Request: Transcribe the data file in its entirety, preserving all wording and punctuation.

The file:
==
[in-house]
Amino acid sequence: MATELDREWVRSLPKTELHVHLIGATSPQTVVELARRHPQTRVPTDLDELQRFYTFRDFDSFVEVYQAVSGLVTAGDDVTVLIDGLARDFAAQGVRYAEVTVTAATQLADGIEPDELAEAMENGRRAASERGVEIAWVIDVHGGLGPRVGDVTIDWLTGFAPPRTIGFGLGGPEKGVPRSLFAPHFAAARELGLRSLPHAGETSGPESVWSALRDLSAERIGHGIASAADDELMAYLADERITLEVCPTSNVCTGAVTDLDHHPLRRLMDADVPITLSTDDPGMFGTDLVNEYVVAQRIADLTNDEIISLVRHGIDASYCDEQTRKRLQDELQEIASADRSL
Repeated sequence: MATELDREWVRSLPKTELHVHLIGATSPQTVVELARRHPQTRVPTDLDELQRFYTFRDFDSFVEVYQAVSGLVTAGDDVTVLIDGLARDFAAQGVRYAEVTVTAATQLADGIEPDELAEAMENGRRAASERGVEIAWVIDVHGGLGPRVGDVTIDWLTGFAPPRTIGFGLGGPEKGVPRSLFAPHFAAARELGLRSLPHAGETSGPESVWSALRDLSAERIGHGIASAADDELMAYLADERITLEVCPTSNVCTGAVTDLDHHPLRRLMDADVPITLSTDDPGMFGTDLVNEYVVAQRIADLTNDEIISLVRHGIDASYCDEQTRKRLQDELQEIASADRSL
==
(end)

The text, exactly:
[in-house]
Amino acid sequence: MATELDREWVRSLPKTELHVHLIGATSPQTVVELARRHPQTRVPTDLDELQRFYTFRDFDSFVEVYQAVSGLVTAGDDVTVLIDGLARDFAAQGVRYAEVTVTAATQLADGIEPDELAEAMENGRRAASERGVEIAWVIDVHGGLGPRVGDVTIDWLTGFAPPRTIGFGLGGPEKGVPRSLFAPHFAAARELGLRSLPHAGETSGPESVWSALRDLSAERIGHGIASAADDELMAYLADERITLEVCPTSNVCTGAVTDLDHHPLRRLMDADVPITLSTDDPGMFGTDLVNEYVVAQRIADLTNDEIISLVRHGIDASYCDEQTRKRLQDELQEIASADRSL
Repeated sequence: MATELDREWVRSLPKTELHVHLIGATSPQTVVELARRHPQTRVPTDLDELQRFYTFRDFDSFVEVYQAVSGLVTAGDDVTVLIDGLARDFAAQGVRYAEVTVTAATQLADGIEPDELAEAMENGRRAASERGVEIAWVIDVHGGLGPRVGDVTIDWLTGFAPPRTIGFGLGGPEKGVPRSLFAPHFAAARELGLRSLPHAGETSGPESVWSALRDLSAERIGHGIASAADDELMAYLADERITLEVCPTSNVCTGAVTDLDHHPLRRLMDADVPITLSTDDPGMFGTDLVNEYVVAQRIADLTNDEIISLVRHGIDASYCDEQTRKRLQDELQEIASADRSL